On December 25, 1918, Edith Neele Gibbons, of Cleveland, Ohio, was aboard the S. S. Coronia en route to London. She writes in her diary, “Excellent dinner. Singing and dancing. Christmas ended as the best I had.” Adjacent entries echo this enthusiasm: December 27th ends, “Dances every evening. Enjoying every minute,” just as December 28th begins, “A most glorious day – wonderful sky – beautiful water.” Descriptions like these fill Gibbons’ journal, a trifold travelogue whose brown leather cover now deteriorates from red rot, but whose interior illustrations of maritime funnels and house flags remain as vibrant as ever. Gilded lettering on the diary’s cover reads, “My Trip Abroad,” but Edith Gibbons’ journey across the Atlantic Ocean was more than mere vacation. She was traveling with the Young Women’s Christian Association (YWCA), supplying food and medical aid to soldiers in England and France.
We rightfully think of war as a destructive, divisive force, borne of the conflicts between global superpowers and the discretion of top-level leaders, all of whom have historically been men. Ironically, however, an inevitable side effect of war is the formation of community. War connects individuals who would have otherwise never met, and necessitates collaboration among diverse groups of people, not just those at the front lines of combat. War divides, but it can also unite.
In 1918 women in the United States were still disenfranchised, and denied the political power to determine their own country’s role in World War I; nevertheless they served in organizations that endeavored toward peace, healing, and uncompromising compassion. Women involved themselves in the war as nurses, cooks, and needleworkers. When formal systems of power excluded them, women organized in their own formations, often across borders, cultures, and languages.
Edith Gibbons began her work with the YWCA at the end of the war, and remained in Europe until 1919. Her most evocative diary entries describe her interactions with German prisoners of war held in Brest, France. She affectionately calls them “the boys” and serves them lunch, tends to their wounds, and listens to their stories just as she would an American comrade. Documenting their injuries and recovery, even in the most mundane description, creates a narrative for these victims of war that may never otherwise exist. Gibbons uses her own voice to legitimize the horrors of war and give a story to those who were caught in the crossfires.
Another young woman, Clara L. Lawrence, of Rochester, New York, worked with the American Expeditionary Force--in conjunction with the YWCA and the American Red Cross--as a WWI nurse in France. A photo album belonging to Lawrence features one-of-a-kind black and white photographs of both the physical geography and human landscape of wartime Europe. Photographs of nurses standing alongside wounded soldiers blur the distinctions between nationalities and gender, and challenge the image of war’s rigidity and violence with a lasting double exposure that champions hope and resilience. Many of Lawrence’s photographs appear to be candid, capturing an array of unfiltered human emotion and movement in one frame.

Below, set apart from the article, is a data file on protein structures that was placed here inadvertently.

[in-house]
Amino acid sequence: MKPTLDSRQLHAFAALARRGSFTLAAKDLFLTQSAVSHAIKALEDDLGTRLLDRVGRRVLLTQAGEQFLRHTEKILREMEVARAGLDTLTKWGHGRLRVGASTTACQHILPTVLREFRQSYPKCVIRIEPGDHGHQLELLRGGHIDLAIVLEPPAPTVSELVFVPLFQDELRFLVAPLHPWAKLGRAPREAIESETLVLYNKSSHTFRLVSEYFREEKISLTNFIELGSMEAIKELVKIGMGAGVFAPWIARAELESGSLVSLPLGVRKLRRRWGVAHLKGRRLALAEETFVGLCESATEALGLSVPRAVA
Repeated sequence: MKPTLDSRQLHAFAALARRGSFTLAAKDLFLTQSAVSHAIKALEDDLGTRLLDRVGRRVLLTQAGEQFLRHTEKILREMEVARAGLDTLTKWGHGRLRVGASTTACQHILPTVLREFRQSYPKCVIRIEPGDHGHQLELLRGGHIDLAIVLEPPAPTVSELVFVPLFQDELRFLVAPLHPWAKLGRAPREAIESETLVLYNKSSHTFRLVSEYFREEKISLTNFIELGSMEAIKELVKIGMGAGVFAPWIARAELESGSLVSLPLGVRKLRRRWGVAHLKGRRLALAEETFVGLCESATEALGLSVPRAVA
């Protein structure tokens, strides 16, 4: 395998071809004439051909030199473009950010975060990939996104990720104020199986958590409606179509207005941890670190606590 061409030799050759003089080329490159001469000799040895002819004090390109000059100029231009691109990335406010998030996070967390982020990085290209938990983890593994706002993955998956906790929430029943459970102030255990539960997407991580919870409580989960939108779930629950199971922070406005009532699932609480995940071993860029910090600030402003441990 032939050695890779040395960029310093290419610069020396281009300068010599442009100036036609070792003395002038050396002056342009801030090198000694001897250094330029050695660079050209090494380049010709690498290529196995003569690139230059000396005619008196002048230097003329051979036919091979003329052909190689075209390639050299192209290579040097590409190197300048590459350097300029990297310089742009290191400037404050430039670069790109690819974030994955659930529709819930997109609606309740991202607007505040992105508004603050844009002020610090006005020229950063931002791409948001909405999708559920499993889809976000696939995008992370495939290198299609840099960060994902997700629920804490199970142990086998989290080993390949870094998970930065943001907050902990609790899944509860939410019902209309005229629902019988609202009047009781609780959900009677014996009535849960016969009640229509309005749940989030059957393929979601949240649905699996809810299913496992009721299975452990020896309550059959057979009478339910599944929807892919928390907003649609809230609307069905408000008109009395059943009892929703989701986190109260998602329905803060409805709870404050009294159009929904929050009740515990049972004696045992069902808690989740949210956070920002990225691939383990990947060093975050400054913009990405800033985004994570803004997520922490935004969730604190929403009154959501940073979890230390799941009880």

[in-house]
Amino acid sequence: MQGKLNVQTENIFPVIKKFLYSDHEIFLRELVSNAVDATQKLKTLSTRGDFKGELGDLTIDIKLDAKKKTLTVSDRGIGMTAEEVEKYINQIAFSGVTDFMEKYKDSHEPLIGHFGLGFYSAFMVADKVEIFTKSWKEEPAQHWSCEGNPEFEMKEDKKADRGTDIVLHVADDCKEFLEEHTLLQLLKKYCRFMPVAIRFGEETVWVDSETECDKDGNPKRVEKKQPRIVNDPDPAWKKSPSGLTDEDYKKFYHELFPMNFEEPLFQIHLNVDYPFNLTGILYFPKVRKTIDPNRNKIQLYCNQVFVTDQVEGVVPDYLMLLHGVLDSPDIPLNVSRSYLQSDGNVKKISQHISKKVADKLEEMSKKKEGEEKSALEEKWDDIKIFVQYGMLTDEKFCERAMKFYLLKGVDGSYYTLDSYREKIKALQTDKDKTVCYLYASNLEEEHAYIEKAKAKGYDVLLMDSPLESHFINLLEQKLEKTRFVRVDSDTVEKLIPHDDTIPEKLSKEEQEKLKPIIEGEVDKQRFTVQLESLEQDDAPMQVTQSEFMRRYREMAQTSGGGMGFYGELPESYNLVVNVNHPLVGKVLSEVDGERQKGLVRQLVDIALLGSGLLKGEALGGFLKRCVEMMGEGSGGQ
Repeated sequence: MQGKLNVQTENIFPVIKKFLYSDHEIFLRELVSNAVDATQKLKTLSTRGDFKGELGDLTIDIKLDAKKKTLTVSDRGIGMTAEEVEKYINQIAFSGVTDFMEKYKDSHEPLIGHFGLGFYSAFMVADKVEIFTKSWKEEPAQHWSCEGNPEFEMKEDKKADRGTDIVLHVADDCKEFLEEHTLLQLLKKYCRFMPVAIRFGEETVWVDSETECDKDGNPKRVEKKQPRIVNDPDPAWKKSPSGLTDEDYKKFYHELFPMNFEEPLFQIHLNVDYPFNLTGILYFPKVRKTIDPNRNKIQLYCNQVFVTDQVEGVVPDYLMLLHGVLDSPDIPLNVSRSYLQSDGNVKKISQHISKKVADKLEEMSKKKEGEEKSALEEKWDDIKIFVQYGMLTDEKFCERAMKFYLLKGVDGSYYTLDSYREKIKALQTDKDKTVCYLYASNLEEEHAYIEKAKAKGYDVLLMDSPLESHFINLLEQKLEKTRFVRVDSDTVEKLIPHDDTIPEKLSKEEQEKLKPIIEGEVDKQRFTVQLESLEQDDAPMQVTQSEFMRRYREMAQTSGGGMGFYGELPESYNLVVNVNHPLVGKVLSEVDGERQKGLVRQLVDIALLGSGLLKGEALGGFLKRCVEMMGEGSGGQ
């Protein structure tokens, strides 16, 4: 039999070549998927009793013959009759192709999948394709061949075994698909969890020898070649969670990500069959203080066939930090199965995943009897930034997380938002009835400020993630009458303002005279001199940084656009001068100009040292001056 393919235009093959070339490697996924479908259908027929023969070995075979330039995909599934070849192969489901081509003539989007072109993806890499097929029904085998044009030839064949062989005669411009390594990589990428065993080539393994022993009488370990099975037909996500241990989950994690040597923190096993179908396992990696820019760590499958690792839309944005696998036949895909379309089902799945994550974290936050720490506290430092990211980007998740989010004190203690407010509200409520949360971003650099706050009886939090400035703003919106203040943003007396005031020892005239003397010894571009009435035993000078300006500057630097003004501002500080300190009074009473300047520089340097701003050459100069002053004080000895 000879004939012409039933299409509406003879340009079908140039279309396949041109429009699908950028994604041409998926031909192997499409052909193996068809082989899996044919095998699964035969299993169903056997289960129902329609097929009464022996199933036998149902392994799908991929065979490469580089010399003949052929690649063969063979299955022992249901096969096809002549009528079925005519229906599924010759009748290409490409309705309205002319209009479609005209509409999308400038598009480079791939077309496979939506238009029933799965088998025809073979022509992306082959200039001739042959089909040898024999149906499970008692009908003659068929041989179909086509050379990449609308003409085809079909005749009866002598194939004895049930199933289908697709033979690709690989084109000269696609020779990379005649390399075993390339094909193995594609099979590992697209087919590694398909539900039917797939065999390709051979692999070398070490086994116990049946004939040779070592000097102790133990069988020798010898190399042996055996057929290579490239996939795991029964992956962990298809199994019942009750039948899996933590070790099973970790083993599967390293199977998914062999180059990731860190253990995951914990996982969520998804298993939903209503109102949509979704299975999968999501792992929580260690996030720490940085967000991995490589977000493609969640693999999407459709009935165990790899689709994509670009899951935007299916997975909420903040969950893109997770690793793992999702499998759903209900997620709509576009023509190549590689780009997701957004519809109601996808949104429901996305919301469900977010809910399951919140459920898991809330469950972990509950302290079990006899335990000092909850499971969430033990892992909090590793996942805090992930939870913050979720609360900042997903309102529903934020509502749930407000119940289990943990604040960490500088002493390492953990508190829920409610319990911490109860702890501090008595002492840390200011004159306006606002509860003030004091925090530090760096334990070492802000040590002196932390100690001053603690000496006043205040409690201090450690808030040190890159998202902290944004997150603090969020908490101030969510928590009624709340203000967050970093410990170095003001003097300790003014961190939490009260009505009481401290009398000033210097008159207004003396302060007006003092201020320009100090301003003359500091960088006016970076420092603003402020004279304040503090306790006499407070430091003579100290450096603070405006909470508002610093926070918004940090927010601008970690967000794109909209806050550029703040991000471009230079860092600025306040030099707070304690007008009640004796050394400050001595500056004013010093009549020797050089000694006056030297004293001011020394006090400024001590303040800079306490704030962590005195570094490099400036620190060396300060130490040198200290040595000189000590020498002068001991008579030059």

Manuscripts belonging to women who served in World War I, like those created by Gibbons and Lawrence, do not attempt to write away the horrors of war with smiling photos and stories of cheerful holiday parties. Rather, they present a perspective of war often missed in the dominant narrative of history. Diaries, travelogues, and scrapbooks created by the women in WWI reveal the war’s impact on everyday life and seek to preserve and celebrate the humanity that war threatens to take from everyday people. As we commemorate both the 100th anniversary of the end of World War I and the 100th anniversary of women at William & Mary, visit Special Collections to learn more about the history of women navigating a male-dominated military and documenting their own stories.
Written by Jacob Hopkins, Mosaic Fellow
Clara L. Lawrence Papers, Special Collections Research Center, Swem Library, College of William and Mary. https://scrcguides.libraries.wm.edu/repositories/2/resources/175 Accessed October 15, 2018.
Edith Gibbons Diary. Special Collections Research Center. https://scrcguides.libraries.wm.edu/repositories/2/resources/7530 Accessed September 21, 2018.
Other relevant SCRC collections (women + WWI):
Francis G. Hoppin Papers, Special Collections Research Center, Swem Library, College of William and Mary https://scrcguides.libraries.wm.edu/repositories/2/resources/915 Accessed September 21, 2018.
Goodwin Family Papers, Special Collections Research Center, Swem Library, College of William and Mary. https://scrcguides.libraries.wm.edu/repositories/2/resources/2432 Accessed September 21, 2018.
World War I Nurse Diary (Europe). Special Collections Research Center. https://scrcguides.libraries.wm.edu/repositories/2/resources/5588 Accessed October 15, 2018.